SU promotes health and wellness with free flu shots

Faculty, staff, and students can receive no-charge influenza vaccinations, but awareness is a critical first step.

Members of the SU community enjoy a privilege that not every university offers come winter: Influenza shots, free and accessible for all.

Kathy Van Vechten, in charge of flu vaccinations at SU’s Health Services, said that the university initially ordered 3,000 doses of the vaccine, and recently ordered 400 more.  Each shot cost the university around $10.

“People think if they’re generally healthy they don't need a flu shot."
- Adriana Sereno

While Van Vechten could not provide an exact number of students who have been immunized so far, she estimated that the number is “fewer than in past years.”

Susan Furtney, director of the faculty and staff University Wellness Initiative since last July, said that approximately 1,200 shots were ordered specifically for SU employees. According to Furtney, the Wellness Initiative’s purpose is to improve awareness, education, and access to services that will help faculty and staff on their journey to better health; free flu shots are a big part of that goal.

“The flu is the most common denominator for people," Furtney said. "Health behavior change starts with awareness.”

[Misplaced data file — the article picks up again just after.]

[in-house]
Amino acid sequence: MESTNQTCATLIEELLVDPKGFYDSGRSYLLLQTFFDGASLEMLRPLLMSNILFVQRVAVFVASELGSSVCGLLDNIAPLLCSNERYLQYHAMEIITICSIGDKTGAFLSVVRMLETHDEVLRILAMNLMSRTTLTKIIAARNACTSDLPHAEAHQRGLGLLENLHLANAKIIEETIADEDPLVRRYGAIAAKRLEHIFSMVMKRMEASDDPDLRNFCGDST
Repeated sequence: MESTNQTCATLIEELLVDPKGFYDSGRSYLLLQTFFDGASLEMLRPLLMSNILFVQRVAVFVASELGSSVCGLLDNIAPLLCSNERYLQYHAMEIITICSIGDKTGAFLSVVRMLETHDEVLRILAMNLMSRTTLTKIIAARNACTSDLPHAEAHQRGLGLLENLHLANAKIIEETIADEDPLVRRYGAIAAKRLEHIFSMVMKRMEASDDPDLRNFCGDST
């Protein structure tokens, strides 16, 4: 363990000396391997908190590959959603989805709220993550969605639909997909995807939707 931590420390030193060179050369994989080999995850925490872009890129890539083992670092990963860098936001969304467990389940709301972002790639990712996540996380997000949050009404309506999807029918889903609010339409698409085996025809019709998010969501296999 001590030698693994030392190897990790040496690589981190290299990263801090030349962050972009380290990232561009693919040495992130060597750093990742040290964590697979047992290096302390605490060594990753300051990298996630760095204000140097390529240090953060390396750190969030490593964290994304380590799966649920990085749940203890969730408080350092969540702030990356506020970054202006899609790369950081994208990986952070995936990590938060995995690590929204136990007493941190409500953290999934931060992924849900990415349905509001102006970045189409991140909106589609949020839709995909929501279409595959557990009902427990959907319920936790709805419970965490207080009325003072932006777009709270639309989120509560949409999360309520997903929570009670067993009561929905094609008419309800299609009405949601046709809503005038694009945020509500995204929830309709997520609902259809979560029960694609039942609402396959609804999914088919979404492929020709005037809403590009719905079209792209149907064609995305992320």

Katelyn Cowen, a health and wellness promotions specialist in the Division of Student Affairs, sees a lack of health awareness all the time.  Through her work with the University, Cowen has encountered many myths surrounding the flu vaccine. For example, many believe that since getting a shot means receiving a weakened form of the flu, they will inevitably get sick.  However, the shot actually contains an inactivated vaccine, meaning the virus isn’t live. 

Another misconception: That the flu vaccine covers every flu virus.

Cowen explains that the flu shot “formula” changes every year as scientists analyze the most prominent flu types around the world and try to predict the major strains in the United States.

“It’s just not always the right one that they pick,” Cowen said.

Thankfully, there are plenty of other things one can do to prevent getting sick, Cowen said.  The biggest factors to prevent illness are germ management (more hand washing), stress management, and general self-care and hygiene.

However, even people who feel and seem good should get the vaccine.  

“People think if they’re generally healthy they don't need a flu shot,” said junior public health major Adriana Sereno, president of the Student Health Advisory Committee (SHAC). “That's where [Health Services] misses a lot of people.”   

Sereno said that she has also heard complaints from classmates about never receiving an email informing them that they could receive a free flu shot.  The mission of SHAC is to fill in the gaps of communication between Health Services and students, so the group’s public relations team has been helping to spread the word and provide other flu prevention tips.

Sereno said that she believes that another way to better prevent illness campus-wide would be to install more hand sanitizing dispensers – at every building entrance and exit, for example. 

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